And we find that the fortran function return value is the first element of the return tuple, and the array is the second. In this case, we passed in a python list, and fwrap made an internal copy seeing that it wasn’t compatible with the type and ordering of the fortran dummy argument. If we pass in an array of the proper ordering and type, no copy will be made, and it will be modified in-place (there will be options to have finer control over this behavior, including warnings or exceptions raised if you don’t want any copies made, ever):

In [5]: import numpy as np

In [6]: a = np.empty((5,5), dtype=one_arg.fwr_real_8, order='F')

In [7]: one_arg.one_arg(a)
 array([[ 1.61803399,  1.61803399,  1.61803399,  1.61803399,  1.61803399],
       [ 1.61803399,  1.61803399,  1.61803399,  1.61803399,  1.61803399],
       [ 1.61803399,  1.61803399,  1.61803399,  1.61803399,  1.61803399],
       [ 1.61803399,  1.61803399,  1.61803399,  1.61803399,  1.61803399],
       [ 1.61803399,  1.61803399,  1.61803399,  1.61803399,  1.61803399]]))

In [8]: (ret, a_ret) = one_arg.one_arg(a)

In [9]: a_ret is a
Out[9]: True

So a_ret and a are the same python object, no copying took place!

I hope this was instructive. A release is coming soon!



July 16, 2010

Fwrap sucessfully wraps upwards of 97% of the more than 1500 routines in netlib’s LAPACK.  Oh yeah.  Granted this is pretty much all F77 code, but it works.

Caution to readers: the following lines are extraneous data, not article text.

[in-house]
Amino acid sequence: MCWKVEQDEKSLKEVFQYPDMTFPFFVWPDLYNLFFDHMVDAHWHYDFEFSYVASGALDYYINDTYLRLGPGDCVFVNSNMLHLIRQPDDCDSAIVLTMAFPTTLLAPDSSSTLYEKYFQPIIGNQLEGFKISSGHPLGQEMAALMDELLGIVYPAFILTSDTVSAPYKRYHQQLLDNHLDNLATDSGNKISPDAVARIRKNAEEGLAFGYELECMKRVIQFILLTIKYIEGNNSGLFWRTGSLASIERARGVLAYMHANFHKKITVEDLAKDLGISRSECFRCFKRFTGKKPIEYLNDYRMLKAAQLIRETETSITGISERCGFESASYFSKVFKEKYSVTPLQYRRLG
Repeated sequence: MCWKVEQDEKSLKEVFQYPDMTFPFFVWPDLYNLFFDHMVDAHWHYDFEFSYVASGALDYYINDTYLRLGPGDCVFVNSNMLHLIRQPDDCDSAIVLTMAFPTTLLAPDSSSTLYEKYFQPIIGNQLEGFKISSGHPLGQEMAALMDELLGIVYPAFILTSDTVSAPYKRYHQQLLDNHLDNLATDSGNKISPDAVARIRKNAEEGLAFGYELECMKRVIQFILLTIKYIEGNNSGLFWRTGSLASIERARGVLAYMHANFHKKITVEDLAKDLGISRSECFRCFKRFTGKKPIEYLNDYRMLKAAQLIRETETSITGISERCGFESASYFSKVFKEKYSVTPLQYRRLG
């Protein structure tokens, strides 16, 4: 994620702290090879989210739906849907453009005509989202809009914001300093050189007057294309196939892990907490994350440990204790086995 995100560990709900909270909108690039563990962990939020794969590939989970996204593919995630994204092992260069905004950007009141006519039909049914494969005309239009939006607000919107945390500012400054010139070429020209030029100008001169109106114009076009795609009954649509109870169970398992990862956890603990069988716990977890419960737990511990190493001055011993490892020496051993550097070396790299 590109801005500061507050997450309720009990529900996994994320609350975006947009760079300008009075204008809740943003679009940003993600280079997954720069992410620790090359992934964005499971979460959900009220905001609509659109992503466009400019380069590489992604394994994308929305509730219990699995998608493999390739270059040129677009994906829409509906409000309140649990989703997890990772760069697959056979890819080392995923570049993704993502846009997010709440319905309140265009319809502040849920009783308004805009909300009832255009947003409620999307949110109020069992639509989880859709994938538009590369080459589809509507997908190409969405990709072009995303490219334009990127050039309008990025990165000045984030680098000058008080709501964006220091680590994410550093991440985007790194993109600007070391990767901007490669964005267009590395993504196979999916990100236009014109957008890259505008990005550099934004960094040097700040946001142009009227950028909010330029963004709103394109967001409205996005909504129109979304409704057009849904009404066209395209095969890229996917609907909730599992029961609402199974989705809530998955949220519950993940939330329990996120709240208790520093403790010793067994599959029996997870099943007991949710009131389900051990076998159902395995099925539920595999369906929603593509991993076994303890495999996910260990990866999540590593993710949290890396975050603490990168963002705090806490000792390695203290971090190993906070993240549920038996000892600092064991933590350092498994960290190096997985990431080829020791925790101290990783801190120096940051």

The remaining 3% are related to a trivial feature, namely dimension(0:N) style array declarations that will be supported very soon.

Much work has gone into the front end recently.  The commandline options are taking their final shape and I’ll be getting some improved documentation in the README tomorrow.  Feel free to take it out for a spin.

To try out fwrap from the mercurial repo, see for instructions and dependencies (numpy, cython & a “modern-enough” Fortran 90 compiler).  Let me know any problems you may have.


Quick update

July 12, 2010

It’s been a while.  You’re wondering what’s been happening with fwrap.

Thanks to a sprint at SciPy 2010, fwrap is quickly gaining parity with f2py.  Fwrap doesn’t yet have interface files working (and it won’t for the first release); neither does it support ‘common’ blocks.  I’ve been focusing on F77-style function & subroutine functionality.

The main Fortran features currently supported:

  • All intrinsic scalar datatypes, including with literal integer kind parameters
  • Arrays of intrinsic types & literal kind params.
  • All dimension declarations (assumed shape, assumed size, explicit shape)
  • Runtime array dimension checking
  • Automatic type discovery

Fwrap has a pretty good testsuite in place, both unittests & integration tests.  They’re run frequently to ensure no regressions are introduced.

Kyle Mandli helped improve fwrap’s commandline interface during the fwrap sprint at SciPy 2010.  Those changesets have yet to be merged with the main repo, but when they are it will be a *big* improvement, and move fwrap much closer to the 0.1 release.  He also added logging functionality to fwrap and fparser — another big improvement.

I’ve been throwing some fairly big F77 (clawpack, lapack) and F90 (a UW-Madison inertial confinement simulation; thanks, Matt!) codebases at fparser to thresh out glaring bugs, and thus far I’ve been pleased.  No major problems, although I’d very much like to figure out how to test the AST generated by fparser for correctness.  Not sure how to do that yet.

Anyway, just a quick update.  Stay tuned!